When Netflix released the first season of House of Cards all at one time people thought the pay for streaming service was crazy. But it quickly caught on like wildfire and House of Cards became an award winning franchise. Now it seems the show’s production company, Media Rights Capital, could end up in a legal standoff that would be fitting of House of Cards main character, now President, Frank Underwood.
Media Rights Capital has sent a letter to the Governor of Maryland, Martin O’Malley, saying that they were halting production of the show’s third season until they were assured sufficient tax breaks from the state. So far, the Netflix series has received over $10 million in tax breaks to produce the show in Baltimore where production has increased jobs both on the set and in businesses supporting the set. But it seems House of Cards wants more, just like Underwood.
While Media Rights Capital has threatened a standoff by halting production, the State of Maryland has fired back using a tactic that failed miserably almost thirty years ago to the day.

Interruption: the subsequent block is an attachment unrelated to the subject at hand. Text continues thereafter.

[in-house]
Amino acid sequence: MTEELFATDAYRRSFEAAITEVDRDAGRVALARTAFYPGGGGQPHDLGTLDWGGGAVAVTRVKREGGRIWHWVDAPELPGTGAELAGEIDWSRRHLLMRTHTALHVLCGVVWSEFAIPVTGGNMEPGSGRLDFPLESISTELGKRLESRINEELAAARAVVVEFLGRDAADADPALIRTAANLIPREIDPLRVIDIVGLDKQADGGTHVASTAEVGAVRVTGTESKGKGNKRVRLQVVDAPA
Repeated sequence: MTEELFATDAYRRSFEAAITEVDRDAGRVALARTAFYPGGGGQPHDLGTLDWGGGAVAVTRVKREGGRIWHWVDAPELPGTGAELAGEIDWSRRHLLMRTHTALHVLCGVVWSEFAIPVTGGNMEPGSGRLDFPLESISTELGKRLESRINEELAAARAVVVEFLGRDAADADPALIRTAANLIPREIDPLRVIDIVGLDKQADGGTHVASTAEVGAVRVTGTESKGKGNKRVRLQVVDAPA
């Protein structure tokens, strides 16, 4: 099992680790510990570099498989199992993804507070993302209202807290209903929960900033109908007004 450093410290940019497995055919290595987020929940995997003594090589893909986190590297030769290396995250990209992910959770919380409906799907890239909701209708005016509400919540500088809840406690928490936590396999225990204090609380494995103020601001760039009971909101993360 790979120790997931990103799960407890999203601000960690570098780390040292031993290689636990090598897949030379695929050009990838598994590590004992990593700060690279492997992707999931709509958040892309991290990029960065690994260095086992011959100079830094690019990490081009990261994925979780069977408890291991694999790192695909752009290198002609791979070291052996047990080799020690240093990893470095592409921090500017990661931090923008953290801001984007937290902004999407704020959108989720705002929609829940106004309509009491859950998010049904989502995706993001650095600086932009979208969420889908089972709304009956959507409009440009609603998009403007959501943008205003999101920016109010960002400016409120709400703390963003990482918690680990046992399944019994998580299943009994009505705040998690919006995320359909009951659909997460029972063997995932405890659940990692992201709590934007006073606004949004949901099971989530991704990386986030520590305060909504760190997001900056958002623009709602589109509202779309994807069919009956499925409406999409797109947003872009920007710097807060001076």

State Delegate William Frick of Montgomery County, has proposed a provision which orders the state to use the right of eminent domain to buy or condemn the property of any company that has claimed $10 million dollars or more against the state’s income tax. This would apply to Media Rights Capital and House of Cards.
Thirty years ago the state legislature proposed the same eminent domain over Bob Irsay, the then owner of the Baltimore Colts. The state of Maryland effectively threatened Irsay and the Colts in hopes that it would keep them in Baltimore. That’s why on March 29, 1984, in the thick of the night sky, Irsay had his team packed up and moved them to Indianapolis. Because this was years before social media, camera phones and even the internet, the move went just about unnoticed until someone had tipped off WJZ Channel 13 in the middle of the night. By that time it was too late, leaving the state and Irsay to battle it out in court while the team moved forward to play in Indianapolis. Today, Irsay’s son Jim is now the team owner and President.
In regards to the parallels between the Colts move and House of Cards, Frick told the Baltimore Sun “We’ll make sure the next set of Mayflower vans are going back empty.”
This may all be in jest though as to formally pass the eminent domain proposal it would need the collaboration of the Maryland State Senate which has actually already approved an increase in the film tax credit.